Off the Shelf
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It Was Late

It was late, but she was still awake.  Her mother had long since put her to bed and gone to sleep, but she was still awake.  She crawled out of bed and tiptoed gingerly down the stairs.  She didn’t turn on any lights, not wanting her mother to find her out of bed.  She remembered to be especially careful on the last stair; it was creaky, and her mother’s bedroom door was only a few feet away.  Walking quietly into the living room, she curled up in a blanket on the couch and sat motionless watching the front door.  She did not sleep but just sat and waited.  The gentle glow of the street lamps wafted in through the windows, settling on her quiet form.

It was late for him, too.  Later, in fact, if only because he had gone to sleep the last three nights after everyone else, and had woken up before they’d risen in the mornings.  Later, because the majority of the sleep he had gotten in those three days had come in the form of a few furtive catnaps on the couch in his office between cases.  He was exhausted.  When he came home, he too did not turn on any lights, not wanting to disturb his sleeping family.  But by the street light’s glow he saw her sitting on the couch, waiting.  She looked asleep, but when he went to pick her up, to carry her to her room, she wrapped her arms around him.


He folded her up in his arms, and just as quietly as she had tiptoed down the stairs, he walked with her back into the hall.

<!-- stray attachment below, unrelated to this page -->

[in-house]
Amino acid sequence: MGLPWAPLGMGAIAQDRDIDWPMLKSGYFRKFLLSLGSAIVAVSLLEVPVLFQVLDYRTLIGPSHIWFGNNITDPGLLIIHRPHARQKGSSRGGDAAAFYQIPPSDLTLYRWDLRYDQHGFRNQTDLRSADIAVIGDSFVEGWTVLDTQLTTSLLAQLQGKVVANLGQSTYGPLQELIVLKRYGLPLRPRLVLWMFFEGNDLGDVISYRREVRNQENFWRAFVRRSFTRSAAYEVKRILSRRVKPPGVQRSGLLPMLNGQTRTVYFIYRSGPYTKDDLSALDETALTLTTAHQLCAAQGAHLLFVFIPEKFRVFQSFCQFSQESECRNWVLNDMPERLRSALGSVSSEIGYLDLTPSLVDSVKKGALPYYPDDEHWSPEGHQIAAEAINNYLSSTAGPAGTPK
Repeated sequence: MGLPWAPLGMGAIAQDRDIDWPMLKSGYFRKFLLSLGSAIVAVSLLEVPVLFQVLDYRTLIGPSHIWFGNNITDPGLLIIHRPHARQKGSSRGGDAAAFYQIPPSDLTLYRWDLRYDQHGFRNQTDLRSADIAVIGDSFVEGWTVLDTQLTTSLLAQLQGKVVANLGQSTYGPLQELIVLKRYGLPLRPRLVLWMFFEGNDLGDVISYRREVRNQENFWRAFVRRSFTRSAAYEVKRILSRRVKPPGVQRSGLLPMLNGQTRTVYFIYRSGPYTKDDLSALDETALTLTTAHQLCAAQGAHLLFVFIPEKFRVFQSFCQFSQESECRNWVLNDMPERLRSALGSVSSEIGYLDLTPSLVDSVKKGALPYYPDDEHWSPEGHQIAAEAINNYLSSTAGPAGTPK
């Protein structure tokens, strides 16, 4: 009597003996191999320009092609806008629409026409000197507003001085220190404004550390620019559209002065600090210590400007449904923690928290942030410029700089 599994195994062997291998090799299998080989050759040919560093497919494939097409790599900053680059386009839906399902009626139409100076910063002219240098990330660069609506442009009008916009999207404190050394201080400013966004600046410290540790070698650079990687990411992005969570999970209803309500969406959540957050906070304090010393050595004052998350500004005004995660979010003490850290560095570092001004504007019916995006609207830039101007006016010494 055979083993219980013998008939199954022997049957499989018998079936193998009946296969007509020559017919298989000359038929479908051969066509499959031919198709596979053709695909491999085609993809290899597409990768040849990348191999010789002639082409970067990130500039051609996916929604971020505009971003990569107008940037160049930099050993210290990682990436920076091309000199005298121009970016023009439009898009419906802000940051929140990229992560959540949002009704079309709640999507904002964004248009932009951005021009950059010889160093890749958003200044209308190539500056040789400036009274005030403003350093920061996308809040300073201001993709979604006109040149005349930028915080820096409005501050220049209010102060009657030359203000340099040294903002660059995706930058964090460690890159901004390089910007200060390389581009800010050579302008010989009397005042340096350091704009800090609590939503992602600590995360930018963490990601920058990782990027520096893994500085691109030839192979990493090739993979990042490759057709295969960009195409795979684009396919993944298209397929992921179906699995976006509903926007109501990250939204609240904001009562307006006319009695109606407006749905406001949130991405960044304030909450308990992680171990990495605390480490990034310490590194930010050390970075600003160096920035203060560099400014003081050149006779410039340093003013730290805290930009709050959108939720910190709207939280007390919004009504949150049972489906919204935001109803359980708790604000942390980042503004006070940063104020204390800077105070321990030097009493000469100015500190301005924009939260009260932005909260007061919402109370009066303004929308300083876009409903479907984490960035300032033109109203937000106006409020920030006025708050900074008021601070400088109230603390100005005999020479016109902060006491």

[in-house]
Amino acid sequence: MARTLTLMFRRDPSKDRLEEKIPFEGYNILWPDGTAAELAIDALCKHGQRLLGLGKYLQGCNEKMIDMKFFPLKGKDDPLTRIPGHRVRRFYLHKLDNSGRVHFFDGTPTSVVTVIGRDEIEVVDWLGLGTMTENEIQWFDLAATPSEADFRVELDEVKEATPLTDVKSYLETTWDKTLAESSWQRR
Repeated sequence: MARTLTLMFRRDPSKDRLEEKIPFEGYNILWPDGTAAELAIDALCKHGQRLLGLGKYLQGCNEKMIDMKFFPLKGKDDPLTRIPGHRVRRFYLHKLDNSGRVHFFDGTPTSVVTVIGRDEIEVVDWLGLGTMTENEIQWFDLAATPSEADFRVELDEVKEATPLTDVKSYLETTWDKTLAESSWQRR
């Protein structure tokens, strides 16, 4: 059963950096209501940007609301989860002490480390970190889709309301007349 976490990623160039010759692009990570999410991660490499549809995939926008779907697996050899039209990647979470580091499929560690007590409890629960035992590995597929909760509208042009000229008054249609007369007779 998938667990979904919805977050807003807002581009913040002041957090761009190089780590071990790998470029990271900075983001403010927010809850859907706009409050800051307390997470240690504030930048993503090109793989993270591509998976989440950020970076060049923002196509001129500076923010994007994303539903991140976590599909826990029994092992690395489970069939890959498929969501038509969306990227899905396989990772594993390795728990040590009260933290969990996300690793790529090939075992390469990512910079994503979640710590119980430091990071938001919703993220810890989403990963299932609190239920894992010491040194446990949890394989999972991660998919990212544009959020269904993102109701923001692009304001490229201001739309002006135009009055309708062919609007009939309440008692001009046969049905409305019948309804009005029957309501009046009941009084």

“I’m not tired.”

He went into the den, where his favorite chair was.  It was the chair where he liked to do crosswords in the evening that he hadn’t been able to finish at breakfast, and where he would read his journals and newspaper.  He set her down at the foot of the chair, and turned on the soft lamp next to it before settling into the comfortable seat.

She glowed.  One of her toys was nearby, and she picked it up.  She played, much the same as she had played when she had gotten home from school that day, in front of the same chair.  But it was different now.  A slow smile creased his lips, and crinkled the corners of his eyes.  They half shut.  He desperately needed to sleep, but she was playing.  She did not go on too long; she could see that his heart was fighting a losing battle against his heavy eyelids.  She put down her toy and crawled into his lap.  She nestled her tiny feet next to his on the stool, and tucked her head beneath his chin.  He wrapped one arm around her, and breathed deeply.

It was late.  And they slept.

Mark Kashtan Mark Kashtan (3 Posts)

Contributing Writer Emeritus

Medical College of Wisconsin

Mark was born and raised in Sacramento, California and grew up backpacking in the High Sierras, a place from which he still draws inspiration. He attended college at UC Berkeley before heading east to study medicine at the Medical College of Wisconsin. He has an older brother, also in medicine, and two dogs that live back home with his parents, a retired vascular surgeon and registered nurse. He wants to be a pediatric surgeon when he grows up.